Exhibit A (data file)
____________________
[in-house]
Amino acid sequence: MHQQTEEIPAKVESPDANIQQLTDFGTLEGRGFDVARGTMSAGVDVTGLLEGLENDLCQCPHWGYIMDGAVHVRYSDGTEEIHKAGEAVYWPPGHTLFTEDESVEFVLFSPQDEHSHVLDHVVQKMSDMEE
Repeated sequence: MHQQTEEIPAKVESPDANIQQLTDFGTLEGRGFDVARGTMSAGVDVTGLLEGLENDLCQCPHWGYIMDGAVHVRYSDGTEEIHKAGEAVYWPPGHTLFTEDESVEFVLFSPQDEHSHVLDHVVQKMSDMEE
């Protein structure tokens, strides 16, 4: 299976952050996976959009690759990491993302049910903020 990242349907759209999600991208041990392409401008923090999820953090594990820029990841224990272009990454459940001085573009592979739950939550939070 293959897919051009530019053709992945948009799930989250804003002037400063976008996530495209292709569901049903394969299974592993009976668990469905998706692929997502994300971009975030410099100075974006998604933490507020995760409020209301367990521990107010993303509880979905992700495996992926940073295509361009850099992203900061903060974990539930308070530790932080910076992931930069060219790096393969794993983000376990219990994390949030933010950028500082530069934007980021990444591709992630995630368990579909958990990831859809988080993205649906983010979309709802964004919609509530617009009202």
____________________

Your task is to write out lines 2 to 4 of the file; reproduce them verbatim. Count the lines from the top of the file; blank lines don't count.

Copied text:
Amino acid sequence: MHQQTEEIPAKVESPDANIQQLTDFGTLEGRGFDVARGTMSAGVDVTGLLEGLENDLCQCPHWGYIMDGAVHVRYSDGTEEIHKAGEAVYWPPGHTLFTEDESVEFVLFSPQDEHSHVLDHVVQKMSDMEE
Repeated sequence: MHQQTEEIPAKVESPDANIQQLTDFGTLEGRGFDVARGTMSAGVDVTGLLEGLENDLCQCPHWGYIMDGAVHVRYSDGTEEIHKAGEAVYWPPGHTLFTEDESVEFVLFSPQDEHSHVLDHVVQKMSDMEE
């Protein structure tokens, strides 16, 4: 299976952050996976959009690759990491993302049910903020 990242349907759209999600991208041990392409401008923090999820953090594990820029990841224990272009990454459940001085573009592979739950939550939070 293959897919051009530019053709992945948009799930989250804003002037400063976008996530495209292709569901049903394969299974592993009976668990469905998706692929997502994300971009975030410099100075974006998604933490507020995760409020209301367990521990107010993303509880979905992700495996992926940073295509361009850099992203900061903060974990539930308070530790932080910076992931930069060219790096393969794993983000376990219990994390949030933010950028500082530069934007980021990444591709992630995630368990579909958990990831859809988080993205649906983010979309709802964004919609509530617009009202």